With names like “The Room” and “The Suite,” you know you're in for a treat flying first or business class with Japanese carrier All Nippon Airways (ANA).
These premium cabins at the front of these new (or refurbished) ANA jets flying to and from Japan are a huge step up from what you'll find on ANA's other planes. Heck, they might even be the best first and business class seats in the world.
But just a handful of the airline's Boeing 777s are equipped with these latest-and-greatest seats onboard – and they're only flying to and from a few U.S. cities. That means it'll pay to be picky. It's the difference between flying a standard business class seat like this…
Or what you really want. Keep reading to see how and where to find them.
Read our full review of ANA's The Room business class!
How to Tell If You're Flying The Suite or The Room
From its hubs in Japan throughout the rest of Asia and across the Pacific Ocean, All Nippon Airways flies in and out of nearly 100 airports across the globe. That includes nonstop flights to Tokyo from nine cities in North America.
But just a few of those flights are operated with these updated first and business class seats. You'll only find updated premium cabins on ANA Boeing 777-300ERs – but not all its Boeing 777-300ERs, just a subset of that fleet.
There are many 777s where you'll find an older (and somewhat underwhelming) business class seat, though ANA may continue refurbishing some of its older planes to replace the cabins onboard. And the Boeing 787 Dreamliners that ANA most frequently uses for transpacific flights have an older business class seat … and no first class cabin, period.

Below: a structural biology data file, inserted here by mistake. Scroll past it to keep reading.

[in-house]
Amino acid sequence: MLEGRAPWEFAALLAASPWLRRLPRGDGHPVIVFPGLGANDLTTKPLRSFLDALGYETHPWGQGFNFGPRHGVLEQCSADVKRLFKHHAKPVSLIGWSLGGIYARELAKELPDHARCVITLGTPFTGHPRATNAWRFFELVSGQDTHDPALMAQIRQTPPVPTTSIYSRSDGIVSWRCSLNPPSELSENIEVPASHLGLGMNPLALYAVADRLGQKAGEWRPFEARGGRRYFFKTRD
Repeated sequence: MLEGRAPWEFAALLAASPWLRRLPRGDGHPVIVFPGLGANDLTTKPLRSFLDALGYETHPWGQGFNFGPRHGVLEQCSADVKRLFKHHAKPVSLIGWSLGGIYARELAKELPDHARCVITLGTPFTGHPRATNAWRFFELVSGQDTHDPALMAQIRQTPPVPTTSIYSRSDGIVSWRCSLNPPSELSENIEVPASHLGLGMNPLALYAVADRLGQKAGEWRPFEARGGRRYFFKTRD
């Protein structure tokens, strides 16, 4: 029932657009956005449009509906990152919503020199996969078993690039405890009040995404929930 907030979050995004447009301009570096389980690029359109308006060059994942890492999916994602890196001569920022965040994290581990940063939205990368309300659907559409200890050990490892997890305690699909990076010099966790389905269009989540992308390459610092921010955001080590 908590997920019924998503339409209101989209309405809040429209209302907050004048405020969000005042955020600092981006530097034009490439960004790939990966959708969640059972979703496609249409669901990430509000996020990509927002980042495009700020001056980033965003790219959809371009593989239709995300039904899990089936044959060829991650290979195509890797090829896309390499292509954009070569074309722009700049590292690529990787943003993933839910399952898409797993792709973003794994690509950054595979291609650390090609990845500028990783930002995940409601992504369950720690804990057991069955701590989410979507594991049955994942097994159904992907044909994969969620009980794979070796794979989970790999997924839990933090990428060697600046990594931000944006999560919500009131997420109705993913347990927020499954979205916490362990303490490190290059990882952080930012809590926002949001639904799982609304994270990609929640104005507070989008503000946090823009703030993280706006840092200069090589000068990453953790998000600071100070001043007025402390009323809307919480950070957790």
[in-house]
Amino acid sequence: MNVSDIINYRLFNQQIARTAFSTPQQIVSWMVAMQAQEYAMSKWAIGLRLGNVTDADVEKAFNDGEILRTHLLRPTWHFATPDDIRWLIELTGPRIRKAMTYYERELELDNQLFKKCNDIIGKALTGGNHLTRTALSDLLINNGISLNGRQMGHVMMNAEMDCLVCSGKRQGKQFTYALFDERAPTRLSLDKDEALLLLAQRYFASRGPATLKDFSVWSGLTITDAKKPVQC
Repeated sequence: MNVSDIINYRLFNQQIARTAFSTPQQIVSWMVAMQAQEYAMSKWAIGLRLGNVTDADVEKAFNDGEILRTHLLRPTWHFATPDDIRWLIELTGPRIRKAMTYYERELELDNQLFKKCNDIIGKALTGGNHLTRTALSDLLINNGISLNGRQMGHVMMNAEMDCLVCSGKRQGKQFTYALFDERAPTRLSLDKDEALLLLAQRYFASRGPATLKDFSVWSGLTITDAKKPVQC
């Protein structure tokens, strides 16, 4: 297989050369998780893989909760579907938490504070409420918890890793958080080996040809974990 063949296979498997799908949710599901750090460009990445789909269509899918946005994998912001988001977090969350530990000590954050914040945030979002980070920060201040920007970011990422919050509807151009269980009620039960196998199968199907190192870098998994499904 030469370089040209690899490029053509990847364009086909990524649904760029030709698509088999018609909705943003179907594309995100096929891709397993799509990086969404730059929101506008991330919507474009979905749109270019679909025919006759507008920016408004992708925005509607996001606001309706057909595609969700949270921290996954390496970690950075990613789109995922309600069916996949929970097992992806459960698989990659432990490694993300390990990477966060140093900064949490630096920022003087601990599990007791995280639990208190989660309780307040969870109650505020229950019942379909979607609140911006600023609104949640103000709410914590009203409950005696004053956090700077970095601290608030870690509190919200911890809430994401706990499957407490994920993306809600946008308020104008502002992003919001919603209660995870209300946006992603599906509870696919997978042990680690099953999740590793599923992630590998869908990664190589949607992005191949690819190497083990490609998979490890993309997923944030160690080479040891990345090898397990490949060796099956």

Luckily, there are a few easy ways to confirm you're booking ANA's best business class seats. For starters, ANA's own website does a pretty good job of labeling whether a route is set to be operated with The Room business class suites or The Suite first class onboard.
So does Google Flights, for that matter. Just search for a business class ticket on your route and click for more details on each fare. You want a flight that shows “Individual suite” – a ticket with “Lie-flat seat” means you'd be in ANA's older, inferior business class seats.
Still, you might want to take a hard look at a seat map to confirm you're really, truly, getting what you're looking for. For that, you want to plug your flight into a tool like ExpertFlyer.
ANA's newer 777s equipped with The Room business class have 64 business class suites in all, laid out in an unmistakable fashion with some pairs of seats in the center aisle close together and the next row spread farther apart. If this is what you see, it also means this plane will have the airline's revamped first class interior, too.
The airline's older 777s (and most Boeing 787s, too) have a distinctly different layout. Seats are staggered in every row.
Which Routes Have ANA's New First & Business Class Cabin
The airline regularly rotates these 777s equipped with The Room business class around some major U.S. cities along with some major European destinations, too.
Here's a quick list of where you'll currently find ANA's new business class seats flying today as of publication. Just keep in mind this could quickly change.
- New York City (JFK) to Tokyo-Haneda (HND), flying year-round
- San Francisco (SFO) to Tokyo-Haneda (HND) – but not Tokyo-Narita (NRT) through Oct. 31, 2023
- Honolulu (HNL) to Tokyo-Narita (NRT) occasionally throughout the year
- London-Heathrow (LHR) to Tokyo-Haneda (HND), flying year-round
As you can see, just a small fraction of ANA's routes feature these updated cabins. Flying from New York is a safe bet: Both of the twice-daily flights to Tokyo-Haneda (HND) from New York City (JFK) have The Room and The Suite onboard. Meanwhile, you'll only find the best first and business class seats when flying from San Francisco (SFO) straight into Tokyo-Haneda (HND) – not into Tokyo-Narita (NRT).
In the past, we've also seen these cabins flying from both Los Angeles (LAX) and Chicago-O'Hare (ORD). Whether these updated jets eventually rotate back to either city is anyone's guess.